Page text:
The key to successful Attachment Parenting is introducing some sort of mindfulness practice to your life so that you can begin to recognize your habits and replace them with something new.

Do you have a mindfulness practice? Has it affected your relationships? How?

On motivation and ego

Photo courtesy of flickr user JasonUnbound

Photo courtesy of flickr user JasonUnbound

Yesterday I met with two moms who are going through the process of becoming Attachment Parenting International leaders and will soon be co-leading the Skylands API New Jersey group with me. (Hooray!!) We spent a lovely couple of hours at the county library chatting about all things AP while three of the kids played and the infant slept.

Together we laughed about how we give babies voices, like when he is crying and we try this and that and the other thing and finally get the crying to stop, and we say something like, “Finally! I thought you’d never figure it out! Just because you’re cold when it’s 75 degrees doesn’t mean I need to be dressed like an Inuit!” We mused about whether or not there is a word for that.

If anthropomorphism is attributing human characteristics to a non-human animal or entity, what is the term for an adult putting words into a baby’s mouth?

Because I have nothing better to do, or because the nerd in me loves an entomological challenge, I gave this a fair amount of thought. I think the term would be pedomorphism, or the retention by an adult of juvenile characteristics. But I’m open to suggestion.

So then I started to think, what would the word be for describing the reverse situation, attributing adult characteristics or motivations to a child? After all, it happens all the time so we really should have a word for it. A baby cries and we describe her as being impatient. A toddler has a tantrum and we describe him as manipulative. A preschooler wants to wear a bathing suit to school in February and we describe her as stubborn. The second we sit down to read our child asks for a snack and we describe him as inconsiderate.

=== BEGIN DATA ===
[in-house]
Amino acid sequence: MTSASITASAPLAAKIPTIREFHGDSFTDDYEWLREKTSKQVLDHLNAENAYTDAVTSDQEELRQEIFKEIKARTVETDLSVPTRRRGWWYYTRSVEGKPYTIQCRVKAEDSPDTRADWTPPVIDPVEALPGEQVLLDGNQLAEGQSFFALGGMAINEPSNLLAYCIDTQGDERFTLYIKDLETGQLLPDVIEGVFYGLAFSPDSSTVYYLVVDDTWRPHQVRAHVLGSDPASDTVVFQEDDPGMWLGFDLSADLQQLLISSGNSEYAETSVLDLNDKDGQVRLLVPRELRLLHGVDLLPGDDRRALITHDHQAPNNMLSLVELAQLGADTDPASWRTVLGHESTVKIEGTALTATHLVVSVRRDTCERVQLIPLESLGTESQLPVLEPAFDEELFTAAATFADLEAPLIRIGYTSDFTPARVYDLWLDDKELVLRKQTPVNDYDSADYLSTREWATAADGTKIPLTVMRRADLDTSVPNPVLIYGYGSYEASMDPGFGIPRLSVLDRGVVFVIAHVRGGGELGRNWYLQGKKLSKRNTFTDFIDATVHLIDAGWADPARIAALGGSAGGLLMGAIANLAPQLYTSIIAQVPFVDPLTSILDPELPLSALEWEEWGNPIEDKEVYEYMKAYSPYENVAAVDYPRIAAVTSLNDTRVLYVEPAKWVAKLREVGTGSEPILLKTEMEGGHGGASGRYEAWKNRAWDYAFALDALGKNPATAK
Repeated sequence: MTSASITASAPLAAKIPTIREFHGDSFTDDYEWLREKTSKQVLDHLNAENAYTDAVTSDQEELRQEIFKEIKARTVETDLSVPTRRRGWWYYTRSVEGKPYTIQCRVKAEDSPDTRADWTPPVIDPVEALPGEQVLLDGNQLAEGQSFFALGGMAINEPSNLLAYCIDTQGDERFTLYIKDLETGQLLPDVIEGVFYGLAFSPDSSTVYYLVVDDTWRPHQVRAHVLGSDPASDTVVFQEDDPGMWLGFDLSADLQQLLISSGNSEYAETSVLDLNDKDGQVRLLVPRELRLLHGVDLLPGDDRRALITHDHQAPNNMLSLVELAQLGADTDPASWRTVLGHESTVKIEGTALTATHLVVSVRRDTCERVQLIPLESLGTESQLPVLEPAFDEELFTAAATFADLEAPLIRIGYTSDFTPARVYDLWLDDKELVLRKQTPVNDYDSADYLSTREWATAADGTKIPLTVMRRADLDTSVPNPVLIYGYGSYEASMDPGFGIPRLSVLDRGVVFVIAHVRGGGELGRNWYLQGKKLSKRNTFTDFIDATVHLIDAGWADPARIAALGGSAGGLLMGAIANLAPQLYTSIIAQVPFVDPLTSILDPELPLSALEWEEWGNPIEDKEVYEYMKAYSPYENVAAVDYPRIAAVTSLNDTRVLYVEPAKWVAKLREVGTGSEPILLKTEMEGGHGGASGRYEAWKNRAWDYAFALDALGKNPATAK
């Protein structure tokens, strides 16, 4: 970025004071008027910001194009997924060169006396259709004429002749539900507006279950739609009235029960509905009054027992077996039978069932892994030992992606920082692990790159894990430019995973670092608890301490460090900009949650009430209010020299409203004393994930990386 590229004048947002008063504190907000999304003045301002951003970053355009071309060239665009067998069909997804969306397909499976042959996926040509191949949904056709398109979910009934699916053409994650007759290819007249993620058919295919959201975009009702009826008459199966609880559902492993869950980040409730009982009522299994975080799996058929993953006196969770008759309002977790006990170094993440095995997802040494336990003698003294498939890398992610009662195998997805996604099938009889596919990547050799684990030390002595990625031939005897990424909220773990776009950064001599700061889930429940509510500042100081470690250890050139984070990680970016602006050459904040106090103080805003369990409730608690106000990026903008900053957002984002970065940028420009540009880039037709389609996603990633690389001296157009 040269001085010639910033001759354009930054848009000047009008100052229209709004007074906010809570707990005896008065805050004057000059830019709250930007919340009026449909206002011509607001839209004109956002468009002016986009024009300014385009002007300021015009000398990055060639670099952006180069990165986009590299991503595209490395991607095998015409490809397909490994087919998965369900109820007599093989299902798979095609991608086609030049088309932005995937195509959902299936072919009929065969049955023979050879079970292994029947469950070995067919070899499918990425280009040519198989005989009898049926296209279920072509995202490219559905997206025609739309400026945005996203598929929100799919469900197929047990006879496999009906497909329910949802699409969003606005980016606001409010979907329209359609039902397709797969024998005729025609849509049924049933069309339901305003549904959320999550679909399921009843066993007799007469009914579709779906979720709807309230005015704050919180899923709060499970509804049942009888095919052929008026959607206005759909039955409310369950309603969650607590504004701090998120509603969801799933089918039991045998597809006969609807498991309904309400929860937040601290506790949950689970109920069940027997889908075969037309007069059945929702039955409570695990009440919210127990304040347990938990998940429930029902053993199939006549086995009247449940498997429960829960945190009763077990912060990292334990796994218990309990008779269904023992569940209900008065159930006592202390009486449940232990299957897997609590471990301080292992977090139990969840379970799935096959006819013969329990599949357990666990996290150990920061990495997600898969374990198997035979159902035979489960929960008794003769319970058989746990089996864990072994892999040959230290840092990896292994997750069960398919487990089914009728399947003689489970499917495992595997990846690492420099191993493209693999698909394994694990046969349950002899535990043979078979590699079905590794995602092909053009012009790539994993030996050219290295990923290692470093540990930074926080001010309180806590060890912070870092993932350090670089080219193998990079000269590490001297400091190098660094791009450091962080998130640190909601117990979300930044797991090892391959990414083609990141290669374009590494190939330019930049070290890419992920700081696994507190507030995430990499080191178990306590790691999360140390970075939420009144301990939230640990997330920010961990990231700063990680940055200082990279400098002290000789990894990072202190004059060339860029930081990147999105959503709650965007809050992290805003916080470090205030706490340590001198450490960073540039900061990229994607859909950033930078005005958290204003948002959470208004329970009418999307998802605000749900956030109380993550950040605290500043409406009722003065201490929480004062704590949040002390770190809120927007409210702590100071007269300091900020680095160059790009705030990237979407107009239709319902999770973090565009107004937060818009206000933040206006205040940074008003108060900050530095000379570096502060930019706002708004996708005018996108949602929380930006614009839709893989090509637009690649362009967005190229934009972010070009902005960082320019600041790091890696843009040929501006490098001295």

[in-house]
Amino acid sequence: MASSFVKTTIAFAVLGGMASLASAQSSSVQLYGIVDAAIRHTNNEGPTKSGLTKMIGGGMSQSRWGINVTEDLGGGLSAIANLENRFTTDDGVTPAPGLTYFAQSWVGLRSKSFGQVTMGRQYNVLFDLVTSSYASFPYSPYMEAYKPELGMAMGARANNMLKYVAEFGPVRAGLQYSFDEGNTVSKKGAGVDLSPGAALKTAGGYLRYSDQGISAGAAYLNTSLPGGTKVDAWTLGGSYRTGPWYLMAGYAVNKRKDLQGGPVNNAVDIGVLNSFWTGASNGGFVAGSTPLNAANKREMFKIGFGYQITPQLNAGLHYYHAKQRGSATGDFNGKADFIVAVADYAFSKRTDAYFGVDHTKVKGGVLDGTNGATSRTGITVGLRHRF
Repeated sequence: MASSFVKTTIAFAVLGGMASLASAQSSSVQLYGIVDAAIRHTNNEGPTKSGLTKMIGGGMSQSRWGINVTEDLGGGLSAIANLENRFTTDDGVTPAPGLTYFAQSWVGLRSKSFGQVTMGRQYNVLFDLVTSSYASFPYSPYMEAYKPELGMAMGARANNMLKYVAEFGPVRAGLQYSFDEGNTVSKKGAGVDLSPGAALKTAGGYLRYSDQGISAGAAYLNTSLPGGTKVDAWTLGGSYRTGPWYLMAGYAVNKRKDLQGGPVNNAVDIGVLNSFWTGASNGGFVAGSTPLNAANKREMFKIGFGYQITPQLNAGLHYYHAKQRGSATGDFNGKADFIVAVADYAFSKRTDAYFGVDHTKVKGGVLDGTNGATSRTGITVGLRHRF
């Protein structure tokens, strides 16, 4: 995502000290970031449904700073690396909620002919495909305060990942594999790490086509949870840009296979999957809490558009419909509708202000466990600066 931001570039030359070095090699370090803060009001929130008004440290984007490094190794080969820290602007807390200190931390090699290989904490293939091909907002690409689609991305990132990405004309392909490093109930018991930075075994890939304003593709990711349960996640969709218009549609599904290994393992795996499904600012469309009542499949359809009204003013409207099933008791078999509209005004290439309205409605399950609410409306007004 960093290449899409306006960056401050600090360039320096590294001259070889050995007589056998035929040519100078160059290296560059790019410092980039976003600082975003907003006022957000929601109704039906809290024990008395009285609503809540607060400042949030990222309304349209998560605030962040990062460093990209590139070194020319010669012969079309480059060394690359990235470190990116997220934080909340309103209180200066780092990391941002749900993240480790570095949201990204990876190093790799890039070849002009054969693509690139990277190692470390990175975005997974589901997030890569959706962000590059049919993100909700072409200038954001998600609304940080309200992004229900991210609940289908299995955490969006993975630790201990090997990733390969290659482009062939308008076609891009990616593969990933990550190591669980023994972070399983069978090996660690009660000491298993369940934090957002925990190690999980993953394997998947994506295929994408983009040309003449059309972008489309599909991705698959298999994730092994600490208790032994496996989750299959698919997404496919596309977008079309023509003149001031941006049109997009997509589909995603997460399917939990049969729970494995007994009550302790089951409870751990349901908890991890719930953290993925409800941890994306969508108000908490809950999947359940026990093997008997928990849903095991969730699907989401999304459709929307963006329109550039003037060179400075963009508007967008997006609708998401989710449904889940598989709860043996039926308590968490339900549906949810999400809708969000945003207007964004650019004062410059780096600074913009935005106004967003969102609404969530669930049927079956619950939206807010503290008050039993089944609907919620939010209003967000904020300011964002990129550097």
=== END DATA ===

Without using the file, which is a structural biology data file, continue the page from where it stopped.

Of course, none of these things is true. They are simply being children, driven by ego.

But we tell ourselves these stories, and it puts distance between us and our children. We interpret their age-appropriate behavior through the lens of adult emotions and motivations, and we get angry and frustrated. That’s not to say that we aren’t responsible to teach them consideration, honesty, patience and flexibility. Of course we introduce these characteristics in an appropriate way over time so that eventually they grow to be adults who are kind and pleasant to be around. But words like “manipulative” and “inconsiderate” are loaded, and they make a lot of assumptions.

Children are simply trying to get their needs met. Nothing more, nothing less.*

I wonder what would happen if, when we see these judgements arise, we do a little rephrasing. Instead of “She is being manipulative”, we tell ourselves “I feel manipulated.” What is that about for me? What is the story? Maybe I am thinking something like, “She doesn’t trust me to meet her needs, and that’s why she is manipulating me instead of being honest. I’m a bad mother.” Or maybe it’s something like, “She does not care about me at all. I do so much for her, and all she cares about is what she wants.” I could be, “Everything has to be a struggle with her all the time. Why can’t she just take no for an answer?”

Try it, and let me know how it goes.

*Of course, this is true of everyone! But ideally with age comes maturity and consideration….

My personal war on “Attachment Parenting”

Image courtesy of Flickr user christyscherrer

Image courtesy of Flickr user christyscherrer

I am an Attachment Parenting International leader.  I’ve read the books.  I’ve studied the research.  I believe wholeheartedly in Bowlby’s theory that a baby human needs to have her primary attachment figure(s) nearby in order to ensure survival, and the extent to which she is able to accomplish this goal defines, to a large degree, her ability to have stable relationships throughout her lifetime.

I just don’t like the term “Attachment Parenting”.

Only recently did I figure out why it bugs me so much.  One clue came from a recent article in the Huffington Post, “Why I Am a Detachment Parent”.  While the article is riddled with hyperbole, the description of attachment parenting as “masochism” really struck me.

I have found AP to be the easy way.  Who wants to be tied down to the house during nap time every day when your kid could just sleep in a wrap while you go about your business?  Why deal with a baby screaming for a lost pacifier when you could pop in a boob?  If some parents are over the top, that is less about Attachment Parenting and more about the parent.  AP is about meeting the needs of all family members – including, but not limited to, the children.  Parents’ needs are important too, they are just not more important than the needs of the child.  I am baffled by the proud assertion of parental detachment.